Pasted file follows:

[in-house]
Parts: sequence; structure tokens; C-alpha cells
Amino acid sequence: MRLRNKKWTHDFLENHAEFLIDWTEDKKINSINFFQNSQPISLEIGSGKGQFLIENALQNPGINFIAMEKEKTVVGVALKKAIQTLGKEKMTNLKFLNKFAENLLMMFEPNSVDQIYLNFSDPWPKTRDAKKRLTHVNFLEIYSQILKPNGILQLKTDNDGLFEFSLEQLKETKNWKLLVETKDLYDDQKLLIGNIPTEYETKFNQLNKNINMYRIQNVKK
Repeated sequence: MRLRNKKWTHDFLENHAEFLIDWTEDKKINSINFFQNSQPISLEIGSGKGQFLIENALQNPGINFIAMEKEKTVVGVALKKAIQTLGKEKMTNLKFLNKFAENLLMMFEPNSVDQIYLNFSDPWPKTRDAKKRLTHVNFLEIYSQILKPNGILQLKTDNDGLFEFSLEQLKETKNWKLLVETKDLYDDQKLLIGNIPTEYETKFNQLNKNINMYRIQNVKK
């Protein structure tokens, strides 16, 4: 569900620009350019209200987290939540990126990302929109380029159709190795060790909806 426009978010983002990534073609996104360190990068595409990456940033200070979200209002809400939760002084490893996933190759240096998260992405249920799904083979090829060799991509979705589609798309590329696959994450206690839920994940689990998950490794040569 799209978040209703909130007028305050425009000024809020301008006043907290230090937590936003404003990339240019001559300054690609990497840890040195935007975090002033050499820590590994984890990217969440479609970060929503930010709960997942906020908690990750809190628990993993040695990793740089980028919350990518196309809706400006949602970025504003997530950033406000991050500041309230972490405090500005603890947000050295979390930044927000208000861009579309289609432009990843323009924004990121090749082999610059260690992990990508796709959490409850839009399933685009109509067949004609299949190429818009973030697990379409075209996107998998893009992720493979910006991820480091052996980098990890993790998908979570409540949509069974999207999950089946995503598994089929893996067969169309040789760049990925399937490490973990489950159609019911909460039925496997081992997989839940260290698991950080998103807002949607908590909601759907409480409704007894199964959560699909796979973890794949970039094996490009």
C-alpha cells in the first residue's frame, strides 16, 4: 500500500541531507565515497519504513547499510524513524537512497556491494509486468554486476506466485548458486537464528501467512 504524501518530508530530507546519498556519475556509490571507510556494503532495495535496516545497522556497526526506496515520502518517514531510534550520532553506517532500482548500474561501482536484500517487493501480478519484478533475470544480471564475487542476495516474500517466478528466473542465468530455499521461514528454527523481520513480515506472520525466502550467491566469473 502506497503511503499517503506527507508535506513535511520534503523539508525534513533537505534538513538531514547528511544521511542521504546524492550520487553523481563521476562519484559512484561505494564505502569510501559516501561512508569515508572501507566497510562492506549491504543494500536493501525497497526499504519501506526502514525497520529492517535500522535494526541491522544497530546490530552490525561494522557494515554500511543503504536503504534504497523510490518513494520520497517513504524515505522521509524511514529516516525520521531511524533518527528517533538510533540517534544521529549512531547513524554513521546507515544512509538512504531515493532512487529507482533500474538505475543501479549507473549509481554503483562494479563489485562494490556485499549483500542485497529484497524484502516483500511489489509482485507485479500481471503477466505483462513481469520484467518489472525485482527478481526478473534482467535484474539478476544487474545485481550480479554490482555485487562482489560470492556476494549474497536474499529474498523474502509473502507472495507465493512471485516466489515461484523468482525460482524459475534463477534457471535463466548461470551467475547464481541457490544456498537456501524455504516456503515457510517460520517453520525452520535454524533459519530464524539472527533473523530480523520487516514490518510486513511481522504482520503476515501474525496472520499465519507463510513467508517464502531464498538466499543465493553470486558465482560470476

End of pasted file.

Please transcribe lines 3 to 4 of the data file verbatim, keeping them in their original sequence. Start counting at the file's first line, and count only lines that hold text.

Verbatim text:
Amino acid sequence: MRLRNKKWTHDFLENHAEFLIDWTEDKKINSINFFQNSQPISLEIGSGKGQFLIENALQNPGINFIAMEKEKTVVGVALKKAIQTLGKEKMTNLKFLNKFAENLLMMFEPNSVDQIYLNFSDPWPKTRDAKKRLTHVNFLEIYSQILKPNGILQLKTDNDGLFEFSLEQLKETKNWKLLVETKDLYDDQKLLIGNIPTEYETKFNQLNKNINMYRIQNVKK
Repeated sequence: MRLRNKKWTHDFLENHAEFLIDWTEDKKINSINFFQNSQPISLEIGSGKGQFLIENALQNPGINFIAMEKEKTVVGVALKKAIQTLGKEKMTNLKFLNKFAENLLMMFEPNSVDQIYLNFSDPWPKTRDAKKRLTHVNFLEIYSQILKPNGILQLKTDNDGLFEFSLEQLKETKNWKLLVETKDLYDDQKLLIGNIPTEYETKFNQLNKNINMYRIQNVKK